private static void SaveAndClose(WorksheetPart XLWS, SpreadsheetDocument XLDoc)
  15. Having created the helper methods, now consider the Evaluate method, which opens a Microsoft Excel spreadsheet file and represents it as a SpreadsheetDocument object. The spreadsheet file is expected to be at the hard-coded file system location C:\student\DOTNET\lab_msexcel\Test.xlsx. Once open, the first sheet is opened, and the ClearData method is used in order to blank any existing data from the sheet that may be there from previous executions of the message flow. The code then uses a loop to iterate through the logical message tree, invoking the two methods InsertSpreadsheetRowForCursor and NavigateCursor in turn. The RowNumber variable records the index of the next row for insertion, and the IndentNumber variable records how many nested levels into the message hierarchy have been navigated. As the cursor iterates more deeply into the message structure, this value increases, and then as tags are closed, it decreases again and ends at zero when the cursor reaches the end of the message. At the end of the UserCode region of the Evaluate method, invoke the SaveAndClose method to save the Excel worksheet and close the file:
    Listing 8. Sample code for the UserCode region of the Evaluate method
    #region UserCode
    // Add user code in this region to create a new output message
    // Hard-code the location of the spreadsheet file
    string filename = "Test.xlsx";
    string path = @"C:\student\DOTNET\lab_msexcel\";
    string sourceFile = System.IO.Path.Combine(path, filename);
    // Open the existing spreadsheet document
    SpreadsheetDocument XLDoc = SpreadsheetDocument.Open(sourceFile, true);
    WorkbookPart XLWBP = XLDoc.WorkbookPart;
    WorksheetPart XLWS = XLWBP.WorksheetParts.First();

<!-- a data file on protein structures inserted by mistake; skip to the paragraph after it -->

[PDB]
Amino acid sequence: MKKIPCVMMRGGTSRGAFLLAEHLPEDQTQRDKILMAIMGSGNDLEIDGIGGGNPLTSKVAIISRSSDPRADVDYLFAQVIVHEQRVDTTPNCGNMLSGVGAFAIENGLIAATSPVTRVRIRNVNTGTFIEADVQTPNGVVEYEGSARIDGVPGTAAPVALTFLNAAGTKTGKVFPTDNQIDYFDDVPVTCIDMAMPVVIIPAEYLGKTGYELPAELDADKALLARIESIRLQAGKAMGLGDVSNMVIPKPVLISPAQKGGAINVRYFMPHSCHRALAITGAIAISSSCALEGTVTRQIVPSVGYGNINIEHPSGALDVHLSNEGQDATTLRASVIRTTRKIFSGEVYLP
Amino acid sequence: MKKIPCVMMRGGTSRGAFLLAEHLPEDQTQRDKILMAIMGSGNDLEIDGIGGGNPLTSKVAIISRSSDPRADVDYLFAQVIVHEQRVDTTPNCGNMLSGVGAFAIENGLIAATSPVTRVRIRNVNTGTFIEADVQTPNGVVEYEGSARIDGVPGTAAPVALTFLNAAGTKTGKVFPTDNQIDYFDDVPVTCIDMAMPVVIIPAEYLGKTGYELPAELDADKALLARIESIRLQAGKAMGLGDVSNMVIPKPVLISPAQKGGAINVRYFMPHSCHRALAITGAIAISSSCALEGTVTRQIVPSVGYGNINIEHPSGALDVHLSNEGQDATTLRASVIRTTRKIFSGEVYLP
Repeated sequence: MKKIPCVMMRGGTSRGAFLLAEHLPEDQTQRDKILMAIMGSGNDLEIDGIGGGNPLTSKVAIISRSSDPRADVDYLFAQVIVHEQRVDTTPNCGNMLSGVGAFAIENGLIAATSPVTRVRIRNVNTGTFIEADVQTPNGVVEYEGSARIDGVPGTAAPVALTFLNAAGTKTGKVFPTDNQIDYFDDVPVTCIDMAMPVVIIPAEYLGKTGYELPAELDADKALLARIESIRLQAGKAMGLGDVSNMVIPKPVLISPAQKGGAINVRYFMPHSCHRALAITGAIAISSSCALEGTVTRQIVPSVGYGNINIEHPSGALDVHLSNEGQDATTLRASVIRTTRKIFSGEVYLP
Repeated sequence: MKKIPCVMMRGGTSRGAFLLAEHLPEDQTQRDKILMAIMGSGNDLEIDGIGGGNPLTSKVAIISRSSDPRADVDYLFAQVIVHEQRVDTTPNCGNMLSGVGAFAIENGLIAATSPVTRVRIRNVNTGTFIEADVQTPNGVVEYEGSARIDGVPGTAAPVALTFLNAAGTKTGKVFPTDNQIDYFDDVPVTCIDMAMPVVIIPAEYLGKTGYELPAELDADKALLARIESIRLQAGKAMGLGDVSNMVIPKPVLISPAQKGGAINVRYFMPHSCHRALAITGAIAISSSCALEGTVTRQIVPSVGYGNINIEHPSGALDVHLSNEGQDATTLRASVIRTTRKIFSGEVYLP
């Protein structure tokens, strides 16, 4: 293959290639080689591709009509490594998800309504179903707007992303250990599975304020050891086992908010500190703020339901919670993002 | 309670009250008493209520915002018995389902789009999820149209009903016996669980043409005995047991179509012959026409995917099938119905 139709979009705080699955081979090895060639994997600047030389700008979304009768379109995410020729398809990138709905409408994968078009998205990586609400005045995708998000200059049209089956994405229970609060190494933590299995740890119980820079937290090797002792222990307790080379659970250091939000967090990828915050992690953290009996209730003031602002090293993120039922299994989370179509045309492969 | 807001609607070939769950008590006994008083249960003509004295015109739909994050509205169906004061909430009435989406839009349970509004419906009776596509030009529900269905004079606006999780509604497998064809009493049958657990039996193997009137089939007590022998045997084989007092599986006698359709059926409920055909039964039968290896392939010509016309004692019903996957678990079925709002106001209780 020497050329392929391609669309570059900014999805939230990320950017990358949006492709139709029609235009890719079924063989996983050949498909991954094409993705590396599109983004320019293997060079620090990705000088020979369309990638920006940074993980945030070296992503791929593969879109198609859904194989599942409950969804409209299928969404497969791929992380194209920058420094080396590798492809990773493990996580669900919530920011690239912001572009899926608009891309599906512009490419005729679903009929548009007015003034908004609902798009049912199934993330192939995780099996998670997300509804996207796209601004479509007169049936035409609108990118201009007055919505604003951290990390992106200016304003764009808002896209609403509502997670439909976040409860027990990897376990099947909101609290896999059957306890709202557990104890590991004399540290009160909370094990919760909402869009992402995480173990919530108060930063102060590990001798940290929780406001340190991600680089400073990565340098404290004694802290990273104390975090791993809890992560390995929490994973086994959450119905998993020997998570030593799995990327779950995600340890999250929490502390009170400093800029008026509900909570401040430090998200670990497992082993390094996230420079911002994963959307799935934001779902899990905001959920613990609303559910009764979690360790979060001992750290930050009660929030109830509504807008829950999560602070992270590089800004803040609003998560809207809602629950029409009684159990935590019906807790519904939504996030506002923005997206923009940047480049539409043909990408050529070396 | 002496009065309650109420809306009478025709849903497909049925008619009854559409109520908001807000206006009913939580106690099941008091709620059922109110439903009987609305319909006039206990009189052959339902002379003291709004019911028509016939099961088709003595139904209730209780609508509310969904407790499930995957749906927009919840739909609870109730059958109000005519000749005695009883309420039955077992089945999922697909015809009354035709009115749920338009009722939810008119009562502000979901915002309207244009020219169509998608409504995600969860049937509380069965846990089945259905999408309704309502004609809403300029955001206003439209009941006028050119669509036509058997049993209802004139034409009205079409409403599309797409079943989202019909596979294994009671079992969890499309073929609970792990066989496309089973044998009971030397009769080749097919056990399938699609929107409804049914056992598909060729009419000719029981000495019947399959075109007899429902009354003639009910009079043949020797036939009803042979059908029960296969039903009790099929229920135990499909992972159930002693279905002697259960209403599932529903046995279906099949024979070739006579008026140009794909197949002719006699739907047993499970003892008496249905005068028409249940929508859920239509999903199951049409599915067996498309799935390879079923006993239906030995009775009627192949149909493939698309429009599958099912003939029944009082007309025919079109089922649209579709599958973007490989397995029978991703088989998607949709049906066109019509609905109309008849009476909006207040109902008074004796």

SheetData sheetData = XLWS.Worksheet.GetFirstChild<SheetData>();
    // Clear any existing data from spreadsheet
    uint RowNumber = 2;
    uint IndentNumber = 0;
    // Create an NBElement pointing at the root of the logical message tree
    NBElement treeRoot = inputMessage.RootElement;               
    NBElement cursorElement = treeRoot.FirstChild;
    // Iterate through the logical message tree
    while (!cursorElement.Name.Equals(treeRoot.Name))
        // Insert the next row into the spreadsheet!
        InsertSpreadsheetRowForCursor(XLWS, cursorElement, RowNumber, IndentNumber);
        // Increment the counter for recording which row we are up to
        RowNumber = RowNumber + 1;
        // Navigate the cursor to the next item in the tree
        var result = NavigateCursor(cursorElement, IndentNumber);
        cursorElement = result.Item1;
        IndentNumber = result.Item2;
    SaveAndClose(XLWS, XLDoc);
    #endregion UserCode
  16. With the development work now complete, build an assembly file that you will reference from the .NETCompute node. From the Solution Explorer, right-click on the Solution and select Build Solution:

    Build the Solution

    Opening the Output window in Microsoft Visual Studio

    If the Output window is not visible, and you are using Microsoft Visual Studio Professional Edition, then you can open it by selecting Debug => Windows => Output. If the Output window is not visible, and you are using Microsoft Visual Studio Express Edition, open it by selecting View => Output.

  17. The output window will show you where the built assembly file has been saved on your file system. Depending on how you have Microsoft Visual Studio configured, the Build Output window may not immediately be visible. If it is not, follow the instructions in the sidebar to open the Output window. Build Output